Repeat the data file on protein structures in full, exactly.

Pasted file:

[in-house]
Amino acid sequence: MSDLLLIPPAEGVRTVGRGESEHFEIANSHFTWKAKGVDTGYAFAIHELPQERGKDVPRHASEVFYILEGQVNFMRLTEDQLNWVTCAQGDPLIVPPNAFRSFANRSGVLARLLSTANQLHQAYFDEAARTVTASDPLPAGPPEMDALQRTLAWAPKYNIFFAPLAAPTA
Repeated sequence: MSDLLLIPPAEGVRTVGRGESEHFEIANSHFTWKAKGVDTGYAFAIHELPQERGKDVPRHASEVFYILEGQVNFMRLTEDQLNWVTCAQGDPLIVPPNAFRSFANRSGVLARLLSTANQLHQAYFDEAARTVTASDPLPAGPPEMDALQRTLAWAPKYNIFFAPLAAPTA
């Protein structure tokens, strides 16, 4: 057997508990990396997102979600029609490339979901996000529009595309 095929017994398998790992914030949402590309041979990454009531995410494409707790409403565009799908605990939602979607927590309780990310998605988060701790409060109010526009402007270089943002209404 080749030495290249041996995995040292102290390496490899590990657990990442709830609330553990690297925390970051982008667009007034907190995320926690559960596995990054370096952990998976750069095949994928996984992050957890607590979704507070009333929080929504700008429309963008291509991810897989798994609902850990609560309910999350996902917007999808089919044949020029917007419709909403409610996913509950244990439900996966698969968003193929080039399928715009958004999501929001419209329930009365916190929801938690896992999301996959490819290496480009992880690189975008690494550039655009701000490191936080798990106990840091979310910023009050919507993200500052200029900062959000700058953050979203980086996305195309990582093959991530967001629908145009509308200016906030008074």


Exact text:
[in-house]
Amino acid sequence: MSDLLLIPPAEGVRTVGRGESEHFEIANSHFTWKAKGVDTGYAFAIHELPQERGKDVPRHASEVFYILEGQVNFMRLTEDQLNWVTCAQGDPLIVPPNAFRSFANRSGVLARLLSTANQLHQAYFDEAARTVTASDPLPAGPPEMDALQRTLAWAPKYNIFFAPLAAPTA
Repeated sequence: MSDLLLIPPAEGVRTVGRGESEHFEIANSHFTWKAKGVDTGYAFAIHELPQERGKDVPRHASEVFYILEGQVNFMRLTEDQLNWVTCAQGDPLIVPPNAFRSFANRSGVLARLLSTANQLHQAYFDEAARTVTASDPLPAGPPEMDALQRTLAWAPKYNIFFAPLAAPTA
């Protein structure tokens, strides 16, 4: 057997508990990396997102979600029609490339979901996000529009595309 095929017994398998790992914030949402590309041979990454009531995410494409707790409403565009799908605990939602979607927590309780990310998605988060701790409060109010526009402007270089943002209404 080749030495290249041996995995040292102290390496490899590990657990990442709830609330553990690297925390970051982008667009007034907190995320926690559960596995990054370096952990998976750069095949994928996984992050957890607590979704507070009333929080929504700008429309963008291509991810897989798994609902850990609560309910999350996902917007999808089919044949020029917007419709909403409610996913509950244990439900996966698969968003193929080039399928715009958004999501929001419209329930009365916190929801938690896992999301996959490819290496480009992880690189975008690494550039655009701000490191936080798990106990840091979310910023009050919507993200500052200029900062959000700058953050979203980086996305195309990582093959991530967001629908145009509308200016906030008074």